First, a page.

The world's most in-depth and scientific reviews of outdoor gear

MSR Reflex 2 UL Review

An expensive double-wall dedicated pole tent with limited living space but great desert applications.
  • 1
  • 2
  • 3
  • 4
  • 5
Price:  $550 List | $329.99 at Amazon
Pros:  Great in the wind, good airflow, great floor protection, bug netting, no trekking poles needed
Cons:  Expensive, fabric sags in weather, little living space for two, clasp on vestibule is annoying
Manufacturer:   MSR
By Amber King ⋅ Senior Review Editor  ⋅  Oct 29, 2019
  • Share this article:
Our Editors independently research, test, and rate the best products. We only make money if you purchase a product through our links, and we never accept free products from manufacturers. Learn more
54
OVERALL
SCORE


RANKED
#19 of 19
  • Livability - 30% 5
  • Weight - 25% 4
  • Weather Resistance - 25% 6
  • Adaptability - 10% 6
  • Ease of Set-Up - 10% 8

Our Verdict

The MSR Reflex 2 is a double-wall dedicated pole tent that shines when exposed to super windy ridges. It features a removable fly that drapes over a mesh interior tent; you can choose to take the fly with or not, giving you choices on how much you carry. The reflected weight includes all parts that you need to get out on the trail. While we didn't mind sleeping in this tent and found it super cozy with two people, the liveability features just aren't up to snuff. One stand-out feature is the Velcro-clasp vestibule that doesn't use any zippers. While annoying to clasp together, its an excellent option for those who will be camping in lots of sand as sand can ravage normal zippers. Overall, this is far from our favorite tent with its lack-luster value and performance, but if it sets off sirens in your heart, it'll provide all the protection you need.


Compare to Similar Products

 
This Product
MSR Reflex 2 UL
Awards  Editors' Choice Award Top Pick Award  Top Pick Award 
Price $329.99 at Amazon$600 List$700 List$300 List$535 List
Overall Score Sort Icon
100
0
54
100
0
81
100
0
80
100
0
75
100
0
74
Star Rating
  • 1
  • 2
  • 3
  • 4
  • 5
  • 1
  • 2
  • 3
  • 4
  • 5
  • 1
  • 2
  • 3
  • 4
  • 5
  • 1
  • 2
  • 3
  • 4
  • 5
  • 1
  • 2
  • 3
  • 4
  • 5
Pros Great in the wind, good airflow, great floor protection, bug netting, no trekking poles neededAmazingly light, four-sided weather protection, ample space for two, double doorsGreat weather protection, lightweight, adaptableRoomy, easy to setup, fully enclosed, affordableUnder a pound, bombproof dyneema construction, ultralight stakes included
Cons Expensive, fabric sags in weather, little living space for two, clasp on vestibule is annoyingExpensive, doesn’t include necessary stakesExpensiveHeavier, design not quite as wind stable as double vestibule optionsExpensive, single pole set-up takes a little practice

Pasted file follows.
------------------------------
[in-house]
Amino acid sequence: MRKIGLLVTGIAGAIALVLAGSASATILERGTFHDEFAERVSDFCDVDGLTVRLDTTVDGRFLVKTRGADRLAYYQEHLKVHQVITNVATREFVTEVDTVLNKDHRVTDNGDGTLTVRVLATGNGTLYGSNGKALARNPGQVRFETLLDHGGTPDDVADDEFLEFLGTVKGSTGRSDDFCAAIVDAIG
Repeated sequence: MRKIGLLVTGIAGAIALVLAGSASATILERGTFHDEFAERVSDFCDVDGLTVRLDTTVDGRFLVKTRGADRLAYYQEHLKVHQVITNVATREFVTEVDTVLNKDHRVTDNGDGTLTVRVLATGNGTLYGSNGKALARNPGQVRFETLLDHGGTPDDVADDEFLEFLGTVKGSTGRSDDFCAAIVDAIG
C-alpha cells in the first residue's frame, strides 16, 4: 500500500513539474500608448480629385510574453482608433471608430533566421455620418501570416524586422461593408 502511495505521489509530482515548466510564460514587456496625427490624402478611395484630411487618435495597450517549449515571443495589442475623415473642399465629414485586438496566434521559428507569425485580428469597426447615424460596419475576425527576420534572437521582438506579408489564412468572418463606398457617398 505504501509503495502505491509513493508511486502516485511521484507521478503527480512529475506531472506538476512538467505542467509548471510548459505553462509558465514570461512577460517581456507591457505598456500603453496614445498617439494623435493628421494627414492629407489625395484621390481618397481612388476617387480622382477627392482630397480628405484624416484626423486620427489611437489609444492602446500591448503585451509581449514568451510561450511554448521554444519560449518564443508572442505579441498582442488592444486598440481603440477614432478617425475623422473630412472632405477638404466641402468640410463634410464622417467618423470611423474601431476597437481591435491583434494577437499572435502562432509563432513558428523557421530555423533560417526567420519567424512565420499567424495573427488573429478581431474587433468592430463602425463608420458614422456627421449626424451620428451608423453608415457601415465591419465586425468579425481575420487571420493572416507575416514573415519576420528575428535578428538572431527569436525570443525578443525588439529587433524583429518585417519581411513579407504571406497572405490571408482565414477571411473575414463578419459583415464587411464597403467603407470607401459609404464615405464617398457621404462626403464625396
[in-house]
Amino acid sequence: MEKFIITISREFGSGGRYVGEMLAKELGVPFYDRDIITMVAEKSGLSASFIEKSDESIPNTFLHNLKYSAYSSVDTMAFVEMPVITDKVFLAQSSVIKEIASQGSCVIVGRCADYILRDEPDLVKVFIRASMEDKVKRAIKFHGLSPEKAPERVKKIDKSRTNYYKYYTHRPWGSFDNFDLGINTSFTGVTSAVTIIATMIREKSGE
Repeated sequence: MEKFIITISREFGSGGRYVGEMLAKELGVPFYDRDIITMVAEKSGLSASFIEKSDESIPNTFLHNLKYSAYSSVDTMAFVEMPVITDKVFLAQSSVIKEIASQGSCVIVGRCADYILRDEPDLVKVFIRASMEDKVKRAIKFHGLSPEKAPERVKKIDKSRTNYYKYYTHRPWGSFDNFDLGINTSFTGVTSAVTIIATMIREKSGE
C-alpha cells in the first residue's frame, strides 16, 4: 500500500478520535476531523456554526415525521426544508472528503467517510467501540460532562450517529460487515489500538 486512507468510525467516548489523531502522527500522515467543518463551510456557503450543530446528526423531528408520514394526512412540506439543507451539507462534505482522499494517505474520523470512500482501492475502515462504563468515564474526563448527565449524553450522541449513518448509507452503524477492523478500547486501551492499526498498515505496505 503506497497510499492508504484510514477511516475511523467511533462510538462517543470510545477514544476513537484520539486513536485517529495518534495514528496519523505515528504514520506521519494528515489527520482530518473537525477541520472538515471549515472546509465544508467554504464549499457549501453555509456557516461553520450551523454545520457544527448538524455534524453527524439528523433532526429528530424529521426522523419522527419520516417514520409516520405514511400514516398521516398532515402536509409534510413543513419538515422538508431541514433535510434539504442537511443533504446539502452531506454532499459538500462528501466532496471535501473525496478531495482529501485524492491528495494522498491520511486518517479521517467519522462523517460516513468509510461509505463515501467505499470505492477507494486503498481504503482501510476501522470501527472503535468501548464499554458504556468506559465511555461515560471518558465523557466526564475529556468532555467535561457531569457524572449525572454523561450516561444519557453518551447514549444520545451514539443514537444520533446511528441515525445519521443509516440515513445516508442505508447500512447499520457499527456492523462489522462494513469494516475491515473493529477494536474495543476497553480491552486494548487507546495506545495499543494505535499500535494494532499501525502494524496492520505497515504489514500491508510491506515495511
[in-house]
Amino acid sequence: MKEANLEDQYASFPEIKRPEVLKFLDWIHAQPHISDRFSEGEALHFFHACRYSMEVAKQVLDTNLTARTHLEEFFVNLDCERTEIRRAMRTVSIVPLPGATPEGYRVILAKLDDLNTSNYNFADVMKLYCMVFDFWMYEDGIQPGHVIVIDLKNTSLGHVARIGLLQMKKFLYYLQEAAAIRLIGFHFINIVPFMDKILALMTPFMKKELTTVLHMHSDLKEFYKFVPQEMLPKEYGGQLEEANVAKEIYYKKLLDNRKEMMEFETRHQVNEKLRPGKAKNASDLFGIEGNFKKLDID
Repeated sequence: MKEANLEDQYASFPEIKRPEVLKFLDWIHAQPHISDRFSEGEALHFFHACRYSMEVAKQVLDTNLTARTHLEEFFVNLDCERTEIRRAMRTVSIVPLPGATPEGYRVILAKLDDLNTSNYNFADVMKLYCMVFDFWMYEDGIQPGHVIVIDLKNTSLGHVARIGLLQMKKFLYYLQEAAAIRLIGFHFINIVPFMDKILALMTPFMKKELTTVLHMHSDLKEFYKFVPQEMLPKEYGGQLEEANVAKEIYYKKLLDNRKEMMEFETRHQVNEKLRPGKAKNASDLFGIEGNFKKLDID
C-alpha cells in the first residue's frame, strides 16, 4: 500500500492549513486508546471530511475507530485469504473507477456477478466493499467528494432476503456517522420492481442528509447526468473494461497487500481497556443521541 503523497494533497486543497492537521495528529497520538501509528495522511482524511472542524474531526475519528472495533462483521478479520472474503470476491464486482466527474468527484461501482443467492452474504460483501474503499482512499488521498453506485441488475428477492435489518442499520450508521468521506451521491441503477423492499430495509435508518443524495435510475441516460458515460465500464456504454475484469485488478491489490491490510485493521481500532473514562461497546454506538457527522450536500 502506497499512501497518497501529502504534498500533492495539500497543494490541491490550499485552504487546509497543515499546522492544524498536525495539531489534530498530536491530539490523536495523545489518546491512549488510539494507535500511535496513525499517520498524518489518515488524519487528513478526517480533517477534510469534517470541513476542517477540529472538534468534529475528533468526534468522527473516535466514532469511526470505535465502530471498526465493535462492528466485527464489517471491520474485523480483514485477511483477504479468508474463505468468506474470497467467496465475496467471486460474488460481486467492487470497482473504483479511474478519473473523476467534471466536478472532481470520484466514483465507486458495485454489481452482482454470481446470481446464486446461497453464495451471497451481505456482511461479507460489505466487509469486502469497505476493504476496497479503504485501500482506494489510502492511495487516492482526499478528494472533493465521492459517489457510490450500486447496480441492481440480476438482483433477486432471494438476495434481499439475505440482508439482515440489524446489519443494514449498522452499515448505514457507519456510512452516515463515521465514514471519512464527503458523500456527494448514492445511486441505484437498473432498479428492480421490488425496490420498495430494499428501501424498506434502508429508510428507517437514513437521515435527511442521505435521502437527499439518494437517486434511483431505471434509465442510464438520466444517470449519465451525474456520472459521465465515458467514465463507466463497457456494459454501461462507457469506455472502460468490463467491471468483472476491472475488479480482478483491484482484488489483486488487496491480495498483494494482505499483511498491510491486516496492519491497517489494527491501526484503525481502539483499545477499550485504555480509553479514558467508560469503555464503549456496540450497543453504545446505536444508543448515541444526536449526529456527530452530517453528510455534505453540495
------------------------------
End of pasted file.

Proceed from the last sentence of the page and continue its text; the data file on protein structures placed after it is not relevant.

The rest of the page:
Bottom Line An expensive double-wall dedicated pole tent with limited living space but great desert applications.Ample space and exceptional performance in all metrics makes this our favorite ultralight shelter.This is the shelter you want when waiting out a storm.An affordable fully enclosed single person shelter that we love.Our favorite ultralight shelter for strictly solo adventures.
Rating Categories MSR Reflex 2 UL ZPacks Duplex Flex Upgrade Tarptent StratoSpire Li Gossamer Gear The One Tarptent Aeon Li
Livability (30%)
10
0
5
10
0
9
10
0
10
10
0
9
10
0
8
Weight (25%)
10
0
4
10
0
7
10
0
6
10
0
7
10
0
9
Weather Resistance (25%)
10
0
6
10
0
9
10
0
10
10
0
7
10
0
7
Adaptability (10%)
10
0
6
10
0
7
10
0
4
10
0
6
10
0
4
Ease Of Set Up (10%)
10
0
8
10
0
7
10
0
6
10
0
7
10
0
6
Specs MSR Reflex 2 UL ZPacks Duplex Flex... Tarptent... Gossamer Gear The... Tarptent Aeon Li
Type Double wall pole tent Single wall tent w/ sewn in bug mesh and floor Single wall tent w/ removable floor and bug netting Single wall tent w/ sewn in bug mesh and floor Single wall tent w/ sewn in bug mesh and floor
Weight with all components 2.4 lbs 1.8 lbs 1.60 lbs 1.68 lbs 1.09 lbs
Measured Weight of All Included Shelter Parts Total: 2 lb. 0.6 oz., Tent: 12.85 oz., Poles: 5.85 oz., Fly: 10 oz., Stakes: 3 oz., Sacks: 1.3 oz Total: 1 lb. 5 oz Tent: 19.7 oz, Guy lines and clips: 1.2 oz, Stuff sack: .3 oz. (Flex upgrade: 11oz) Total: 1 lb.10 oz, Floor and bug net: 11.5 oz, Fly: 14.1 oz Total: 1 lb. 6 oz., Tent: 1 lb. 5.1 oz., Extra tie outs: 0.5 oz., Stuff sack: 0.4 oz., Optional aluminum poles: 5.7 oz. Total: 1 lb. 1 oz., Tent with Bathtub floor and bug net: 15.8 oz., Stakes: 1.7 oz.
Stakes Included? Yes No Yes No Yes
Poles Needed for Set-up? No Yes w/o flex kit
No w/ flex kit
Yes Yes Yes
Capacity 2 person 2 person 2 person 1 person 1 person